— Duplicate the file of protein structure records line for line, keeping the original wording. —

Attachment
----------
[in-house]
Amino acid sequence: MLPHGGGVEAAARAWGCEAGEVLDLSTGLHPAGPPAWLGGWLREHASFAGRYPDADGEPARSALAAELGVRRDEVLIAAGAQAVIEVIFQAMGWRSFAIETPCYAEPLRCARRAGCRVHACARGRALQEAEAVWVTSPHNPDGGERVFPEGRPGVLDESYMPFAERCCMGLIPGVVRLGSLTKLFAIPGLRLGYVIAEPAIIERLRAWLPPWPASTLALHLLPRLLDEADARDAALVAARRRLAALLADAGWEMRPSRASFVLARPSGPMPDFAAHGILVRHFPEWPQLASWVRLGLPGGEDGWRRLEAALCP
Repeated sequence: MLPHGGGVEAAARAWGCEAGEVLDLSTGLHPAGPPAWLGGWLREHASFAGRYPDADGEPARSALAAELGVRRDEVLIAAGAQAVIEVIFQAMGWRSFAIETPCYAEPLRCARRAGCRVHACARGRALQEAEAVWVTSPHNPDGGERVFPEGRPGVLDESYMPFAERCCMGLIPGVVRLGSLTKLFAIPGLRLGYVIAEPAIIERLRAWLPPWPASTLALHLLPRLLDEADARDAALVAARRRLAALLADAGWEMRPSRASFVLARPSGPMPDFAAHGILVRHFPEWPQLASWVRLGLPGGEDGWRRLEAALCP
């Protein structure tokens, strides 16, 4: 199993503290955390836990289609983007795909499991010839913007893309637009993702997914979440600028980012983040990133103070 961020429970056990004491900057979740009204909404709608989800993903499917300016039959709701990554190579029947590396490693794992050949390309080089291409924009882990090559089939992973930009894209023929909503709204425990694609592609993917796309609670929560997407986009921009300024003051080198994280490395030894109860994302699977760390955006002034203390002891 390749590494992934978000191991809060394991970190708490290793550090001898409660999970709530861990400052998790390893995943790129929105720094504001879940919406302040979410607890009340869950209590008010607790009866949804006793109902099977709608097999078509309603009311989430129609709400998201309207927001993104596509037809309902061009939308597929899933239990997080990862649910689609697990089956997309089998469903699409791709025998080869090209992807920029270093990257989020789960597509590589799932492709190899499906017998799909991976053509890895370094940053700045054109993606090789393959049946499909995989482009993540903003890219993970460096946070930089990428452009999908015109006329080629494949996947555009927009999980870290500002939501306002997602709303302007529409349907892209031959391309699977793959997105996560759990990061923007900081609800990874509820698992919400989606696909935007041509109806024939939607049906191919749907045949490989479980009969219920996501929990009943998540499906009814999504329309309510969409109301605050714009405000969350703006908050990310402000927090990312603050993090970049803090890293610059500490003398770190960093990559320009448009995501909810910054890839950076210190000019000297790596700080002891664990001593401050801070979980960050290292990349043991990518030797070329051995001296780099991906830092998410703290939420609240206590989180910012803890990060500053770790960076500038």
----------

[in-house]
Amino acid sequence: MLPHGGGVEAAARAWGCEAGEVLDLSTGLHPAGPPAWLGGWLREHASFAGRYPDADGEPARSALAAELGVRRDEVLIAAGAQAVIEVIFQAMGWRSFAIETPCYAEPLRCARRAGCRVHACARGRALQEAEAVWVTSPHNPDGGERVFPEGRPGVLDESYMPFAERCCMGLIPGVVRLGSLTKLFAIPGLRLGYVIAEPAIIERLRAWLPPWPASTLALHLLPRLLDEADARDAALVAARRRLAALLADAGWEMRPSRASFVLARPSGPMPDFAAHGILVRHFPEWPQLASWVRLGLPGGEDGWRRLEAALCP
Repeated sequence: MLPHGGGVEAAARAWGCEAGEVLDLSTGLHPAGPPAWLGGWLREHASFAGRYPDADGEPARSALAAELGVRRDEVLIAAGAQAVIEVIFQAMGWRSFAIETPCYAEPLRCARRAGCRVHACARGRALQEAEAVWVTSPHNPDGGERVFPEGRPGVLDESYMPFAERCCMGLIPGVVRLGSLTKLFAIPGLRLGYVIAEPAIIERLRAWLPPWPASTLALHLLPRLLDEADARDAALVAARRRLAALLADAGWEMRPSRASFVLARPSGPMPDFAAHGILVRHFPEWPQLASWVRLGLPGGEDGWRRLEAALCP
């Protein structure tokens, strides 16, 4: 199993503290955390836990289609983007795909499991010839913007893309637009993702997914979440600028980012983040990133103070 961020429970056990004491900057979740009204909404709608989800993903499917300016039959709701990554190579029947590396490693794992050949390309080089291409924009882990090559089939992973930009894209023929909503709204425990694609592609993917796309609670929560997407986009921009300024003051080198994280490395030894109860994302699977760390955006002034203390002891 390749590494992934978000191991809060394991970190708490290793550090001898409660999970709530861990400052998790390893995943790129929105720094504001879940919406302040979410607890009340869950209590008010607790009866949804006793109902099977709608097999078509309603009311989430129609709400998201309207927001993104596509037809309902061009939308597929899933239990997080990862649910689609697990089956997309089998469903699409791709025998080869090209992807920029270093990257989020789960597509590589799932492709190899499906017998799909991976053509890895370094940053700045054109993606090789393959049946499909995989482009993540903003890219993970460096946070930089990428452009999908015109006329080629494949996947555009927009999980870290500002939501306002997602709303302007529409349907892209031959391309699977793959997105996560759990990061923007900081609800990874509820698992919400989606696909935007041509109806024939939607049906191919749907045949490989479980009969219920996501929990009943998540499906009814999504329309309510969409109301605050714009405000969350703006908050990310402000927090990312603050993090970049803090890293610059500490003398770190960093990559320009448009995501909810910054890839950076210190000019000297790596700080002891664990001593401050801070979980960050290292990349043991990518030797070329051995001296780099991906830092998410703290939420609240206590989180910012803890990060500053770790960076500038």